|Kat Wrote:Right, but what was the point of the relationships? Why did Lora have to be in a relationship with Alan? Why couldn't her character be meaningful just as another coworker?|
A, because adding in the romantic angle gave the movie something more to do than just be a sterile computer story, and B, because the backstory between the characters serves to humanize them, fleshing them out as characters who feel like they have lives before and after the hour or two we see them on screen. It especially serves Lora's character well, and I'll explain why.
First off, realize that she's a professional, almost certainly doctorate level research scientist in an era where that's still mostly unheard of. Really, where is she going to look for partners? Can you really see her making it in the club scene of the early 1980s, filled as it surely must be with leftover lounge lizards who haven't quite accepted that the disco daze are over? It's pretty certain that after the half-dozenth Leisure Suit Larry clone awkwardly trying to hit on her, she'd leave that behind in disgust. So where does she turn to find people that will not only respect her for her mind, but actually have the first clue what she's talking about when she discusses her work and interests?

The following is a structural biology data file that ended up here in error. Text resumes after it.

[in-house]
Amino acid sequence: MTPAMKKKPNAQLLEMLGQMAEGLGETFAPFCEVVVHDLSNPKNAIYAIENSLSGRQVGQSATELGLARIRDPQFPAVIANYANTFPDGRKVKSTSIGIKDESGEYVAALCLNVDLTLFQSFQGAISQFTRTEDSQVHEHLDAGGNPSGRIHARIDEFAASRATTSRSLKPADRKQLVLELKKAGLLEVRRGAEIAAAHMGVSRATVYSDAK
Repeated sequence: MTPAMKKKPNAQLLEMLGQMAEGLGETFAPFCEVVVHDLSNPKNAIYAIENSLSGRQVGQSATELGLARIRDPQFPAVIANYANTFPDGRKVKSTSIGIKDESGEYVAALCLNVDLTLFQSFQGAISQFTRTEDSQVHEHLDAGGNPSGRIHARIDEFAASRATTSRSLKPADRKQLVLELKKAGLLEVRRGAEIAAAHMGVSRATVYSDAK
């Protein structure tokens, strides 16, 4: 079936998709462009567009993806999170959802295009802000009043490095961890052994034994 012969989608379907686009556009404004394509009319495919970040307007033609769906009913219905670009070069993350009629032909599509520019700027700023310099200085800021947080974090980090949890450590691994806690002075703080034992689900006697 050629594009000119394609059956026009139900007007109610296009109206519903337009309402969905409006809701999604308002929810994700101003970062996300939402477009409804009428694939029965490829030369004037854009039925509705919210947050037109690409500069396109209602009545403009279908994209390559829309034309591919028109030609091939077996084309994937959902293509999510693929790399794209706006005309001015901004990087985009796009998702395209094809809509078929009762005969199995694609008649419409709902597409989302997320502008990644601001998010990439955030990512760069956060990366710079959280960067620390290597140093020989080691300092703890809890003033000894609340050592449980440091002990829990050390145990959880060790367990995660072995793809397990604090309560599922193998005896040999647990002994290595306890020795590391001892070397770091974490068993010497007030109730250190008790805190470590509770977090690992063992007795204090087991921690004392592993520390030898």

At ENCOM, of course. A place where, as an oh-so-rare female geek, she's practically a goddess and can pick and choose at will. She goes first for the charming Kevin Flynn, but after he loses his job she comes to see him as too immature for her. So she hooks up with his best friend instead, the less charismatic but much more stable Alan Bradley. She sees Flynn as wasting his time "lounging around" above the arcade, wasting his talents and refusing to grow up. She wants, and finds, someone more serious and mature and she finds that in Alan, giving up her youthful attraction for the badboy to settle into a more stable and adult relationship.
Then, in the course of the story, she finds out that Kevin was robbed of his position unjustly and has been spending his time, not partying it up as she thought, but working desperately to try to right that wrong and reclaim what is his. She realizes she has misjudged him, and feeling guilty for having dumped him decides to make up for it by helping him out on his quest. She easily talks Alan into it because let's face it, she's his geek goddess and he's going to do whatever it takes to please her. When she dangles the keys and says "let's go, boys", he obeys. Lora is the one with the power between the three of them, it's her decision that greenlights the plan. When she says it's a go, Alan goes from stonewalling to on board almost as fast as if she'd cracked a whip.
All this in what, twenty minutes? Interspersed with other scenes, even? That short time of character exposition tells us huge amounts about the characters and makes them breathe. They feel like real people, and it's a brilliantly understated and effective bit of character work that is woefully underrated.